[JOHANNESBURG, SOUTH AFRICA] – Novell’s newly purchased R18m Rivonia office block is to serve both as a technological showcase and as exemplar of the companys renewed faith in the South African economy.
“We believe the South African economy is set for strong growth and a sound investment in real estate will be the building block for expanding our business on the African continent,” said Novell SA’s managing director, Richard Beytagh.
The office will also be the first “Internet only” office for Novell, showcasing wireless access to the Net from every room as well as state-of-the-art biometrics security systems.
Undoubtedly the new office’s emphasis on connectivity and technological sophistication follows an increased global focus on e-business and technological transformation.
“Our traditional networking business is still strong, but it is the Directory deployments and eBusiness initiatives where we are experiencing the greatest interest,” explains Beytagh.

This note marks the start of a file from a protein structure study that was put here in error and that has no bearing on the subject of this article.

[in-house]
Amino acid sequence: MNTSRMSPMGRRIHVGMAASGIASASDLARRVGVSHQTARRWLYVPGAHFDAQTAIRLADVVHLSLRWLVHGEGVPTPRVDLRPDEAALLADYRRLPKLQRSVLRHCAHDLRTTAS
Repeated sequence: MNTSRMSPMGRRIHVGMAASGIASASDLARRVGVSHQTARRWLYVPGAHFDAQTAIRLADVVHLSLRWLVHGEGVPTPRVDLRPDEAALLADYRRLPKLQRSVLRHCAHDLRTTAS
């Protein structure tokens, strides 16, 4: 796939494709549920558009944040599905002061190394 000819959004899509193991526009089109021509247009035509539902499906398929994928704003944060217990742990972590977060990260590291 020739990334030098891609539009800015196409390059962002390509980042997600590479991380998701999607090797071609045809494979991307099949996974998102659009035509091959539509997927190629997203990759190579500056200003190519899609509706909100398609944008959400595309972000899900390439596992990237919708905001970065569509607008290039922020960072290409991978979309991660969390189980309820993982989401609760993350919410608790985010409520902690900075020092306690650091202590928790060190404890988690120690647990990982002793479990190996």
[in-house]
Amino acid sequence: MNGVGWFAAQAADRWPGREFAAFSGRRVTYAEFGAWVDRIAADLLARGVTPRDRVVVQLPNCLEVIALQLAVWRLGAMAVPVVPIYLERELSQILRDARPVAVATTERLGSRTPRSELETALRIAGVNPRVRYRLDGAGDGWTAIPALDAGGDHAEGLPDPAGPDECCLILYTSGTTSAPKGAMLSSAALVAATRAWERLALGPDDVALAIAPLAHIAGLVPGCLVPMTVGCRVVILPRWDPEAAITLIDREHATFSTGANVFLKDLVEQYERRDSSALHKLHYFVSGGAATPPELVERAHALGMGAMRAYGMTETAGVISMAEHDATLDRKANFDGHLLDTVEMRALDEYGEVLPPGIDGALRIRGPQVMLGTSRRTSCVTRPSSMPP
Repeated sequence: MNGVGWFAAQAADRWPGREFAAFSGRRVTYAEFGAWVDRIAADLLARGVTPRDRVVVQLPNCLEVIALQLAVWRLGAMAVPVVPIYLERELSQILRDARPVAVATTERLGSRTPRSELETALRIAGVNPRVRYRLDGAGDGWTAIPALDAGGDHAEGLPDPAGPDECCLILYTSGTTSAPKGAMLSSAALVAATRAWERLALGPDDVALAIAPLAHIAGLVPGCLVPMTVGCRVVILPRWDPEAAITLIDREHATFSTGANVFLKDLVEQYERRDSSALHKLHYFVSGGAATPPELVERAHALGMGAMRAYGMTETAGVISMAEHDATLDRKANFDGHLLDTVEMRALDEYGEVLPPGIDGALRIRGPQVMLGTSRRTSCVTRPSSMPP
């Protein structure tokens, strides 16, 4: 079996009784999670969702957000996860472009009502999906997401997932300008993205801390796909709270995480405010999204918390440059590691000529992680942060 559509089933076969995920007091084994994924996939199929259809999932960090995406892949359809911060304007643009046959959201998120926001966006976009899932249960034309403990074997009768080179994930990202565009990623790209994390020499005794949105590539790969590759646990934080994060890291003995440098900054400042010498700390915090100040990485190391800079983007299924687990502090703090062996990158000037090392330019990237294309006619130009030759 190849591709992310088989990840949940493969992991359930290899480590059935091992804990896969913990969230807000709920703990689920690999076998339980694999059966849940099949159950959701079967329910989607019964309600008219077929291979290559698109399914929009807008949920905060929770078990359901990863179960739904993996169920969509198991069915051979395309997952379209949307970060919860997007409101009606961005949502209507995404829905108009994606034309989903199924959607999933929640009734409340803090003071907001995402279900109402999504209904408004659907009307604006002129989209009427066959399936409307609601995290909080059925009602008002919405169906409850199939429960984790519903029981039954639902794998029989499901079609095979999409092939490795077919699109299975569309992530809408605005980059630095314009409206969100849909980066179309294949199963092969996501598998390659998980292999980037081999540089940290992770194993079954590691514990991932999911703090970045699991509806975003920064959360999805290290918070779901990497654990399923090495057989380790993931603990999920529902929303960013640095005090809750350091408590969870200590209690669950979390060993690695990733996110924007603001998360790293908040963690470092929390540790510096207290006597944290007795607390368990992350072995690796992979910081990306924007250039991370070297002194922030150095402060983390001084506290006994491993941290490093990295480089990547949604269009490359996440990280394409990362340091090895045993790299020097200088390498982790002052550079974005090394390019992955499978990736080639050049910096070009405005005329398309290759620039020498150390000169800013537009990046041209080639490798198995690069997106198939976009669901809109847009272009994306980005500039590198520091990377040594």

Along with a up-to-the-minute model office will come a new-fangled Consulting Division to help increase the acceptance of the very latest Novell technologies into local markets and to help in the design and project management of increasingly complex systems.
“A new generation of products are becoming more and more complex as they evolve from the traditional ‘file and print’ arena into fully-fledged Internet and e-business solutions,” states Novell Consulting branch manager, Christo van Rensburg.
Given Novell’s increased focus on the SA and African markets the company felt that it would be appropriate to introduce a local team of experts rather than rely on expensive back-up through its US or European operations.
Van Rensburg also believes that companies are more likely to spend money on brand new technologies when the vendor will be directly involved in assisting the reseller with the implementation of the solution.
Novell is currently a global leader when it comes to the provision of network and Internet directory software and services its renewed emphasis on local operations can only bode well for new SA digital economy.